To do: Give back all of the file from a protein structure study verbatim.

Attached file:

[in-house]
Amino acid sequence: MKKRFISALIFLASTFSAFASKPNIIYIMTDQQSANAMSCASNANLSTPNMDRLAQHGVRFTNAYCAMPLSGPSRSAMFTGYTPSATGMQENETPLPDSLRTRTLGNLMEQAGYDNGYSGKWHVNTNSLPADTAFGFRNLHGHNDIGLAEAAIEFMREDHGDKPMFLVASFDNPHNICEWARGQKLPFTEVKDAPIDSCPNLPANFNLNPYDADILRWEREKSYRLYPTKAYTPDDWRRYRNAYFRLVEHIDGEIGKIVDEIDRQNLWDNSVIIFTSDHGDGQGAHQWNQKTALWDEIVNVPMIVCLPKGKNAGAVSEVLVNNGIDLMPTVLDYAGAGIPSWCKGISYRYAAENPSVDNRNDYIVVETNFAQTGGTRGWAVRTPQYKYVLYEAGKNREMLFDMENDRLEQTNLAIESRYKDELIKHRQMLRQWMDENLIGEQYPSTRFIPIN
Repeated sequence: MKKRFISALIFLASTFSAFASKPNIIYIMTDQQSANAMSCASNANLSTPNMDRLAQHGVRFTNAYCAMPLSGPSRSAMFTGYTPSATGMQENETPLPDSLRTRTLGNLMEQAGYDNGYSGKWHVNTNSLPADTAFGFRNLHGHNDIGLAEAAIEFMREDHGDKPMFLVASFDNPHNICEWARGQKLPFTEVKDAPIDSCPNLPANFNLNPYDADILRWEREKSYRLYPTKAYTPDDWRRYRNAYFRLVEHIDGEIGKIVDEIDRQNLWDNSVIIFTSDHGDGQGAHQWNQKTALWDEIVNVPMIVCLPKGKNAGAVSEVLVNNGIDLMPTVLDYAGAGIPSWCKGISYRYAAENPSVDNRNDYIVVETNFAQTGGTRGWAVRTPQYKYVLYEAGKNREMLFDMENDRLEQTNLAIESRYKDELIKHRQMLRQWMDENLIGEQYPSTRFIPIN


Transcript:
[in-house]
Amino acid sequence: MKKRFISALIFLASTFSAFASKPNIIYIMTDQQSANAMSCASNANLSTPNMDRLAQHGVRFTNAYCAMPLSGPSRSAMFTGYTPSATGMQENETPLPDSLRTRTLGNLMEQAGYDNGYSGKWHVNTNSLPADTAFGFRNLHGHNDIGLAEAAIEFMREDHGDKPMFLVASFDNPHNICEWARGQKLPFTEVKDAPIDSCPNLPANFNLNPYDADILRWEREKSYRLYPTKAYTPDDWRRYRNAYFRLVEHIDGEIGKIVDEIDRQNLWDNSVIIFTSDHGDGQGAHQWNQKTALWDEIVNVPMIVCLPKGKNAGAVSEVLVNNGIDLMPTVLDYAGAGIPSWCKGISYRYAAENPSVDNRNDYIVVETNFAQTGGTRGWAVRTPQYKYVLYEAGKNREMLFDMENDRLEQTNLAIESRYKDELIKHRQMLRQWMDENLIGEQYPSTRFIPIN
Repeated sequence: MKKRFISALIFLASTFSAFASKPNIIYIMTDQQSANAMSCASNANLSTPNMDRLAQHGVRFTNAYCAMPLSGPSRSAMFTGYTPSATGMQENETPLPDSLRTRTLGNLMEQAGYDNGYSGKWHVNTNSLPADTAFGFRNLHGHNDIGLAEAAIEFMREDHGDKPMFLVASFDNPHNICEWARGQKLPFTEVKDAPIDSCPNLPANFNLNPYDADILRWEREKSYRLYPTKAYTPDDWRRYRNAYFRLVEHIDGEIGKIVDEIDRQNLWDNSVIIFTSDHGDGQGAHQWNQKTALWDEIVNVPMIVCLPKGKNAGAVSEVLVNNGIDLMPTVLDYAGAGIPSWCKGISYRYAAENPSVDNRNDYIVVETNFAQTGGTRGWAVRTPQYKYVLYEAGKNREMLFDMENDRLEQTNLAIESRYKDELIKHRQMLRQWMDENLIGEQYPSTRFIPIN